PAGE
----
The field of consultancy attracts a certain kind of person. We’re usually fast-paced individuals with busy schedules, always looking to fill every moment of our days to get on top of our long list of projects.
Many of us – and I know I have been guilty of this – have convinced ourselves that to reduce our to-do lists, we just need to spend an extra 10 minutes or an hour each day or give up bit of our downtime on the weekend. When we have a five-minute window, we try to fill it with small tasks instead of taking the time to regroup and grab a coffee.
Just like the ironing basket, however, I’ve learned that the to-do list is perpetual. That acceptance has helped me to take a healthier – and more creative – approach to how I work. With that in mind, I’d like to take the opportunity to offer my tips for how to manage the heavy and constant workload that typifies the world of consultancy, as well as other high-paced professions that combine desk-based research with client, partner and staff collaboration.
A project management book1 that I read recently offered some very good advice, which is to recognise that you won’t get everything done and instead to proactively build procrastination into your day. Rather than try to work through a long to-do list, packing my day with activities, I strive to actively let go of this expectation. To do that, I write down my perpetual to-do list. That is bound to change from week to week, but having it clearly articulated is helpful.
Next, I turn the page and write down Monday, Tuesday, Wednesday, etc., with three meaty items per day. By meaty, I mean projects or tasks that will take more than an hour to complete. It’s my belief that you can only plan three activities of 1 to 1½ hours per day in consultancy since our days are always filled with other tasks that must be accomplished – whether it’s meeting with clients, troubleshooting, liaising with colleagues or addressing urgent requests and the endless email influx.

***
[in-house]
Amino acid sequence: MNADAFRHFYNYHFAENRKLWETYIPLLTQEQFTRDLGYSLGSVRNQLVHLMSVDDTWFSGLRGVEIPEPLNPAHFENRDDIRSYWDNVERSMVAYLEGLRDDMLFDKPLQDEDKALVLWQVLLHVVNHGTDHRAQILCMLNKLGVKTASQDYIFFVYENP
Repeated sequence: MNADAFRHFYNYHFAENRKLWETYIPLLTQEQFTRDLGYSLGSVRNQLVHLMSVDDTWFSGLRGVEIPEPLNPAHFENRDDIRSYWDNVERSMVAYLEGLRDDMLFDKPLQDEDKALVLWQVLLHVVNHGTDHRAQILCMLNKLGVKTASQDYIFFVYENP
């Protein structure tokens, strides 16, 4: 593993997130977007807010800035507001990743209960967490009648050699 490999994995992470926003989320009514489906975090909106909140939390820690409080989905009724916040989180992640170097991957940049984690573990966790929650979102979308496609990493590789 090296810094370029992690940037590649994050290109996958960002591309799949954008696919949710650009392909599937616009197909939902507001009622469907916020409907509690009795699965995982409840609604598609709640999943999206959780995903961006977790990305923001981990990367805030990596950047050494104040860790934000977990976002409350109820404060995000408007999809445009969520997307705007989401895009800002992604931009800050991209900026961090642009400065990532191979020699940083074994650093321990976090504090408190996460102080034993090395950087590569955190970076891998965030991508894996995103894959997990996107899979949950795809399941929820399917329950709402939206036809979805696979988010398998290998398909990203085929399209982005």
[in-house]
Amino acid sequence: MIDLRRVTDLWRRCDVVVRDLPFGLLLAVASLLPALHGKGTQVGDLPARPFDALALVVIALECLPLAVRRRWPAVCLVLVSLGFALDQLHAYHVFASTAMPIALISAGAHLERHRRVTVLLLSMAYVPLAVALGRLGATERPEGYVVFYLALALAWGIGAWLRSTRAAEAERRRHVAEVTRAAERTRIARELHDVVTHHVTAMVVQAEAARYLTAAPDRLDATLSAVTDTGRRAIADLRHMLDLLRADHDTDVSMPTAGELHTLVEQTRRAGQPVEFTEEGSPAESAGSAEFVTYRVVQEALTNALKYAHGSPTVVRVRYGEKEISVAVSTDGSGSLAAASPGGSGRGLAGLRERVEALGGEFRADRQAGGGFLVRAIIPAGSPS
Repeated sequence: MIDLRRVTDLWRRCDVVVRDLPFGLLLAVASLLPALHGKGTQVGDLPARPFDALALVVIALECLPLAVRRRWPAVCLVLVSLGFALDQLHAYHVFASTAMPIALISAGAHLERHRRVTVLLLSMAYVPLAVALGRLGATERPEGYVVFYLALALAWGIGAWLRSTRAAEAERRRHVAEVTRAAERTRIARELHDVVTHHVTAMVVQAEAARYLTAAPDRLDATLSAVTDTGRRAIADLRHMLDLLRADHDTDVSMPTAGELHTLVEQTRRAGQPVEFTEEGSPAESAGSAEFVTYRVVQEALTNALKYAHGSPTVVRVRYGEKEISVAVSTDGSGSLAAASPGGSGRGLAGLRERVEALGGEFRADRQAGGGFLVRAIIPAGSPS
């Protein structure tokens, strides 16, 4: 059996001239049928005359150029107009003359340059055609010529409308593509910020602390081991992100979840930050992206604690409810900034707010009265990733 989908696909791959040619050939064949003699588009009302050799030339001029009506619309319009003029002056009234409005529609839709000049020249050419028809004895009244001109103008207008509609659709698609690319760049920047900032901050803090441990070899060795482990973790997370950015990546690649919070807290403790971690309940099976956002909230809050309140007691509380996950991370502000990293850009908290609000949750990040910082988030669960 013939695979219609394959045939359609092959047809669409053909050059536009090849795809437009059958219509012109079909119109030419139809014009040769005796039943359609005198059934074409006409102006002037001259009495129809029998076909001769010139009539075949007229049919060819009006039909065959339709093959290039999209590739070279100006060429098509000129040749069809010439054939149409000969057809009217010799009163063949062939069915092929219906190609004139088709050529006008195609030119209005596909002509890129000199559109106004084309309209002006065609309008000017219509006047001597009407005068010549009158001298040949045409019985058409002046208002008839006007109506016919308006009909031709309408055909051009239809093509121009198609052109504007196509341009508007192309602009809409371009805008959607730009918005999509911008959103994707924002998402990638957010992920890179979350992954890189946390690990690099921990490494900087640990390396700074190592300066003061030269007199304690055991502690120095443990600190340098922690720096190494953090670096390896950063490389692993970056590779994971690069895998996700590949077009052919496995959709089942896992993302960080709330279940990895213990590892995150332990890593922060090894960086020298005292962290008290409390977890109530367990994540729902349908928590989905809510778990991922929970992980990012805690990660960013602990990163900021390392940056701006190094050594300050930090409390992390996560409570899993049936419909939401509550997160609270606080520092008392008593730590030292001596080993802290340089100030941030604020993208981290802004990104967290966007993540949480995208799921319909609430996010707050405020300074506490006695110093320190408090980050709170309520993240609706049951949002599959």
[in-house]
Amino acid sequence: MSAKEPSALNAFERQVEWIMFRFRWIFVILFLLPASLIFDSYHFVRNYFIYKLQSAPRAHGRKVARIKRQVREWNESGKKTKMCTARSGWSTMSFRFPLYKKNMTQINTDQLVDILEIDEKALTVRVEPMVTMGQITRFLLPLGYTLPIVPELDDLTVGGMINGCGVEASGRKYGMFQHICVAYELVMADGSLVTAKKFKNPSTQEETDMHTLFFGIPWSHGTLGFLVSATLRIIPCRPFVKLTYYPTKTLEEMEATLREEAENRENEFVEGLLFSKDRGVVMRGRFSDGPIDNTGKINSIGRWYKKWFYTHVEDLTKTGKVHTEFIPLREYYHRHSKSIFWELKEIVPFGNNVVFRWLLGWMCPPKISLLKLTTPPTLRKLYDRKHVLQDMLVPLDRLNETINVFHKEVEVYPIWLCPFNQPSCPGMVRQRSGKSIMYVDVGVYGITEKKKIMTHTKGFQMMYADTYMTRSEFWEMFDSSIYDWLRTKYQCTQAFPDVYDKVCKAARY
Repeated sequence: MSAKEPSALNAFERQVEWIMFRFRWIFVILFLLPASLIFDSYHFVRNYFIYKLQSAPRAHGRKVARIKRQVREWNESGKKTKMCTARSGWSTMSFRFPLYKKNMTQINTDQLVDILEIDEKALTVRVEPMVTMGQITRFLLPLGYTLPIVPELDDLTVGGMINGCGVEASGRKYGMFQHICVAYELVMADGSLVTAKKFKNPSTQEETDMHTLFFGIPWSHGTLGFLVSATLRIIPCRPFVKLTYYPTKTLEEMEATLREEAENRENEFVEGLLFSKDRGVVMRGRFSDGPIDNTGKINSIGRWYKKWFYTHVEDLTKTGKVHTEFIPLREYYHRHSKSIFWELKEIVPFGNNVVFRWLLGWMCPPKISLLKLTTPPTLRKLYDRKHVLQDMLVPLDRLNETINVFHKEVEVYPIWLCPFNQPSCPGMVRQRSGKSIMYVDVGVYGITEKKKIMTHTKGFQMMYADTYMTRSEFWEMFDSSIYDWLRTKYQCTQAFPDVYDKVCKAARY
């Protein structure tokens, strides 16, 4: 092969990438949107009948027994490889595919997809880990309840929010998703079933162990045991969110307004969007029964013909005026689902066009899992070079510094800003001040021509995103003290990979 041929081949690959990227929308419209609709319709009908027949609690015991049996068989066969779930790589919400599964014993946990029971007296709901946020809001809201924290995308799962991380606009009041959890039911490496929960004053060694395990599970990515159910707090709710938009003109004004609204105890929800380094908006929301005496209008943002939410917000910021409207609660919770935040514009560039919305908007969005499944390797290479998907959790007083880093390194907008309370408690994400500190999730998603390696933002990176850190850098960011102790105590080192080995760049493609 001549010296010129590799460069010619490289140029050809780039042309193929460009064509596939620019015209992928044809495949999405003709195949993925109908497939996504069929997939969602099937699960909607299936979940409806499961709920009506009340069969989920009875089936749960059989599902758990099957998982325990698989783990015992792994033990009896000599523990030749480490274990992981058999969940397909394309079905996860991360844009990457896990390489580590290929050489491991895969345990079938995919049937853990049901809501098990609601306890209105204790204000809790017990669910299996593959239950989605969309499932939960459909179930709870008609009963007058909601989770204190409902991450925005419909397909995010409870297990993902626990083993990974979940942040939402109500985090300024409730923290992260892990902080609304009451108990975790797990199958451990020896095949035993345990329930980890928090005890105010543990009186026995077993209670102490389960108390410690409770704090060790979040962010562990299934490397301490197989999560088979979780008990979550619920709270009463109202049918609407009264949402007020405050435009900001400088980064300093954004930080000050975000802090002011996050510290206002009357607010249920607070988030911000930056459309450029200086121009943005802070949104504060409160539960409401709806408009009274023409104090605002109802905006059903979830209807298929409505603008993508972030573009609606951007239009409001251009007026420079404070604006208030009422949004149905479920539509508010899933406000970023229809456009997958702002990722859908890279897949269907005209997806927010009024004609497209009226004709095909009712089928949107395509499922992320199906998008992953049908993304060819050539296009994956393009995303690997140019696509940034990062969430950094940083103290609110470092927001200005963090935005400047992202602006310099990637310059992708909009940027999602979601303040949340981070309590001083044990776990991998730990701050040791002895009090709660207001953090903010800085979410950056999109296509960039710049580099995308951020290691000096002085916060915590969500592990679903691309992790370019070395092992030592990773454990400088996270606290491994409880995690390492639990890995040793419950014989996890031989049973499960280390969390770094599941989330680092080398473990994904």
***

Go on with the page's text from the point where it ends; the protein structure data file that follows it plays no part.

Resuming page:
The value of lists
The lists help to ensure that the perpetual activities aren’t clouding my thoughts, and that I have a clear direction for my day. If I complete a task faster than I had anticipated, rather than squeezing in another activity under the false belief that I’ll get to the bottom of the list, I take the time to come up for air. I’ve found this approach still allows me time to work through the perpetual list without trying to fill every minute of my day.
In addition to my lists I draw up two large boxes at the bottom of each daily list:
- One for notes and reminders that crop up on work or non-work items. At the end of the day I consider where these need to be added; to my perpetual to-do list, or to my prioritised daily lists (in which case I consider whether I need to swap something out).
- One for creative ideas that arise during the day.
That second creative ideas box ideally should be ruminated on and not fleshed out to completion. Jot down some ideas and then revisit it later. If you try to develop the idea in one sitting you are set on a course, but if you leave it unfinished your mind ponders on it, even when you are not working. 2 This helps you to approach problems and ideas in new ways. Indeed, I find a lot of solutions to problems come on my days off, when a lightbulb suddenly goes off. It’s natural to want to work through those ideas immediately, but I’ve learned that it’s not the most effective strategy, nor is it healthy to spend your downtime caught up in a project or idea. Instead, I keep an “ideas” notebook with me, jot down some thoughts with a few bullet points then close the notebook to prevent the world of working creeping too far into my time off.
One other piece of advice I follow is to get that big ugly task out the way1. I know how tempting it can be to put those ugly tasks off, but also how that can hamper productivity. For example, I recently needed to do my annual ethical and legal guidelines update training to re-certify for our market research service which consisted of a review of the new regulations followed by a test. I knew it would take me an hour, but because it's quite dry, I just kept leaving it and so the task loomed over me and felt bigger than it actually was. I finally bit the bullet and told my colleagues I wouldn’t be available for the first hour of the next day. I grabbed a cup of coffee and before reading my emails I got the task out the way. In doing so, my mind was more at ease, and my day and week instantly became more productive.
I hope you find these tips useful to you. I have taken many from advice I have read or recommendations from colleagues, friends and clients and adapted to my own specific circumstances. Consultancy work and similar high-paced and mentally demanding jobs require all of us to find ways to manage our days more effectively, while allowing time to come up for air.
1. Brian Tracy (2017) Eat That Frog. London. Yellow Kite.
2. Adam Grant (2016) Originals: How Non-Conformists Change The World. London. WH Allen.